FOI Daily Dose: California likely limiting open records access, Ohio could conceal handgun license records
California likely limiting open records access
California lawmakers clashed June 19 over changes to the state’s open records laws slipped into the back pocket of the state budget bill earlier this week.
The 11th-hour trailer bill (see previous post) is aimed at reducing reimbursements to local governments when they provide public records, but California news organizations fear it will limit access by giving local governments free reign to stall records requests and avoid responding all together, according to the Inland Valley Daily Bulletin.
Assembly Speaker John A. Pérez (D-Los Angeles) proposed legislation Wednesday to rescind the bill’s negative side effects. But it was blocked in the Senate later that afternoon by Senate President Pro Tem Darrell Steinberg (D-Sacramento), who proposed passing the original legislation and keeping Pérez’s bill “on hold” until they can wait and see if local governments actually withhold records, the Daily Bulletin said.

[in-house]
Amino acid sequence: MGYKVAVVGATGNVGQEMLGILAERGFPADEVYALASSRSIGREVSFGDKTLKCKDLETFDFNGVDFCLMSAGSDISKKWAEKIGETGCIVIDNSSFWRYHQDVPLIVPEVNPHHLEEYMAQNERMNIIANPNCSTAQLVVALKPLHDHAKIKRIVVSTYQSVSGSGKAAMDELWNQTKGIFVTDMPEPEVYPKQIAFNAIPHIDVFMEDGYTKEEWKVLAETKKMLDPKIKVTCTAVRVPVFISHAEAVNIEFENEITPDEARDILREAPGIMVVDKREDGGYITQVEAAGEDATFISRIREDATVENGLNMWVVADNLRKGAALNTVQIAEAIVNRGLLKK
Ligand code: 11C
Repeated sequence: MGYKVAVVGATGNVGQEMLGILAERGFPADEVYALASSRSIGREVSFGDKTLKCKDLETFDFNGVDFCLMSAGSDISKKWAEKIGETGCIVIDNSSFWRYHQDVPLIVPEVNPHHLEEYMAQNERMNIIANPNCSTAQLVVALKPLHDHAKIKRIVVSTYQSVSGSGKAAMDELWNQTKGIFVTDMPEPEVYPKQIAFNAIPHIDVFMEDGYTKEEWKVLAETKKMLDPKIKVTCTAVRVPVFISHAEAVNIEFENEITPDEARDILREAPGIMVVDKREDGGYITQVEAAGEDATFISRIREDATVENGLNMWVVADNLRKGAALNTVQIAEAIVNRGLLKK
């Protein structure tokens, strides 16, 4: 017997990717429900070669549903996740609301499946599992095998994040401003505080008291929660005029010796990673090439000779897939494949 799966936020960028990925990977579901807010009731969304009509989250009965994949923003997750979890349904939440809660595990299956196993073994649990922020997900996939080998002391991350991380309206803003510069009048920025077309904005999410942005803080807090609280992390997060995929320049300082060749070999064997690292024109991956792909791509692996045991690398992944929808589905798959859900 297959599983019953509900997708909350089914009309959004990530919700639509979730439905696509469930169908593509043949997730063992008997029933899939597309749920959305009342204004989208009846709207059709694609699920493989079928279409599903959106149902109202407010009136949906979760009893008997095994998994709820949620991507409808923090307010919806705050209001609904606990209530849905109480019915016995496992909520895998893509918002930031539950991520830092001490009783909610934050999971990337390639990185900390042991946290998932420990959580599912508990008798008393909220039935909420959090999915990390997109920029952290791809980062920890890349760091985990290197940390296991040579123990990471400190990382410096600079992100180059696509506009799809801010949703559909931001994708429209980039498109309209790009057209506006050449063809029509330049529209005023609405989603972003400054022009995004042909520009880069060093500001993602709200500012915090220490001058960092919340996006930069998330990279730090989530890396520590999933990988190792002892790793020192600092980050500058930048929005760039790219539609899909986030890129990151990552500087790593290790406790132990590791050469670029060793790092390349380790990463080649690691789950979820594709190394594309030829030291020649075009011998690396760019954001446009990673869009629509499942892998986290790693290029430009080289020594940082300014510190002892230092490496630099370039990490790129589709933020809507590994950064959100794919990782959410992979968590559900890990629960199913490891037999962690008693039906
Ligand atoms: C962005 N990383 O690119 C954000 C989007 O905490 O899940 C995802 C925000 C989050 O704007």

The Los Angeles Times reports Gov. Jerry Brown is expected to sign the original measure.
Ohio could conceal handgun license records
The Ohio General Assembly may bar journalists from accessing concealed-handgun-license records unless they have a court order to review the information, according to The Oakland Press.
Under the current law, journalists can see the records containing the name, birth date and county of residence for handgun permit holders, but they cannot copy the information. The records are not available to the public at all, according to the Press.
Sen. Joseph Uecker (R-Loveland) defended the measure to the Senate Criminal Justice Committee, telling them he decided to introduce the legislation last year after a New York newspaper published a map of gun-license holders. He wants to avoid a similar situation in Ohio.
“It is clear that journalists will not always utilize restraint,” Uecker told the Criminal Justice Committee. “Citizens across the country are looking to their elected officials for clarity.”
The bill is scheduled for a second hearing this week, the Press reported.
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